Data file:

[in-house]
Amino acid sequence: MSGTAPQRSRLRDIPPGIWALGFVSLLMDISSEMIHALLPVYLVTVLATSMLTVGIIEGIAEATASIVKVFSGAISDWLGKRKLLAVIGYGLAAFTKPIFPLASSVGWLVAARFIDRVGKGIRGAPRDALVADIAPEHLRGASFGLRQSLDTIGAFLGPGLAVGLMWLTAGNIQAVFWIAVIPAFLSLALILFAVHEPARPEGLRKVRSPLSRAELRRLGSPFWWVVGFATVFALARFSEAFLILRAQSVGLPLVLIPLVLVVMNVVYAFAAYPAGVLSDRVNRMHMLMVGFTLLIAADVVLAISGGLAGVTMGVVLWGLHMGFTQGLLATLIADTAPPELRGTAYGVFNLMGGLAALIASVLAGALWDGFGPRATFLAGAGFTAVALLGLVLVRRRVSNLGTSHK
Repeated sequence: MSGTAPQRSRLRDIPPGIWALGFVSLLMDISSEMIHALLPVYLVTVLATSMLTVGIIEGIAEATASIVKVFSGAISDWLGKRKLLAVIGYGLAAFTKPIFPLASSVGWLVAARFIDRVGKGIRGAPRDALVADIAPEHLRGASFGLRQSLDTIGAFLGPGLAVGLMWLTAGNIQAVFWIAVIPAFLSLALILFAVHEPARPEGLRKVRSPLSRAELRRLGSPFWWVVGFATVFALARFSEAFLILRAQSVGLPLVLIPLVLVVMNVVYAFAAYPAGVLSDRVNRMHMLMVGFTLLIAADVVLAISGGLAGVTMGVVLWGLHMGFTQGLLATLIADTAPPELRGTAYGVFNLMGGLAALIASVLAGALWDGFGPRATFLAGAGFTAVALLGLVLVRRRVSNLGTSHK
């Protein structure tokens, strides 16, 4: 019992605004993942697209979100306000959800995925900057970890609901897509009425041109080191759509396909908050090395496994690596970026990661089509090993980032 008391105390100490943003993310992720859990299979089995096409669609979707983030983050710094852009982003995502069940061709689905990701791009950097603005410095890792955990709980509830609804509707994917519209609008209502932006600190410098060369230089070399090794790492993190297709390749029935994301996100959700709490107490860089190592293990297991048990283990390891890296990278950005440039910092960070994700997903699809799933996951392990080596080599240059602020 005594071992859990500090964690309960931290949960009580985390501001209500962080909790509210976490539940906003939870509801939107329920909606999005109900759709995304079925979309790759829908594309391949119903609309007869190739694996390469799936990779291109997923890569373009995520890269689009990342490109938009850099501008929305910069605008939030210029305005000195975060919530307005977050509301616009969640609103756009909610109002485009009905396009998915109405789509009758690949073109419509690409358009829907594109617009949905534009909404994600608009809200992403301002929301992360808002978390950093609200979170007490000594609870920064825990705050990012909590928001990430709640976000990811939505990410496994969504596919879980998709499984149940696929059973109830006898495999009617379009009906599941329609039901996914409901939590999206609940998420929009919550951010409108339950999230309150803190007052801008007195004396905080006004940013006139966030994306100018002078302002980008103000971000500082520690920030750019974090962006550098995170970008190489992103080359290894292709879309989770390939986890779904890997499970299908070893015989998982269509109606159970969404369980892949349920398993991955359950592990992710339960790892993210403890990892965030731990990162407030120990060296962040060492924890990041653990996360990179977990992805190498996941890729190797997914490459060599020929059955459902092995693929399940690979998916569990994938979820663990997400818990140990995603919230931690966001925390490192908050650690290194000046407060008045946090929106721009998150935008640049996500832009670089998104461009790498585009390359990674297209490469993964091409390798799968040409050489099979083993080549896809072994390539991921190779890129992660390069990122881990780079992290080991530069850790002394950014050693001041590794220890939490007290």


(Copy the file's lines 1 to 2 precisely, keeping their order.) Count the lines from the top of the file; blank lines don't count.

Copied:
[in-house]
Amino acid sequence: MSGTAPQRSRLRDIPPGIWALGFVSLLMDISSEMIHALLPVYLVTVLATSMLTVGIIEGIAEATASIVKVFSGAISDWLGKRKLLAVIGYGLAAFTKPIFPLASSVGWLVAARFIDRVGKGIRGAPRDALVADIAPEHLRGASFGLRQSLDTIGAFLGPGLAVGLMWLTAGNIQAVFWIAVIPAFLSLALILFAVHEPARPEGLRKVRSPLSRAELRRLGSPFWWVVGFATVFALARFSEAFLILRAQSVGLPLVLIPLVLVVMNVVYAFAAYPAGVLSDRVNRMHMLMVGFTLLIAADVVLAISGGLAGVTMGVVLWGLHMGFTQGLLATLIADTAPPELRGTAYGVFNLMGGLAALIASVLAGALWDGFGPRATFLAGAGFTAVALLGLVLVRRRVSNLGTSHK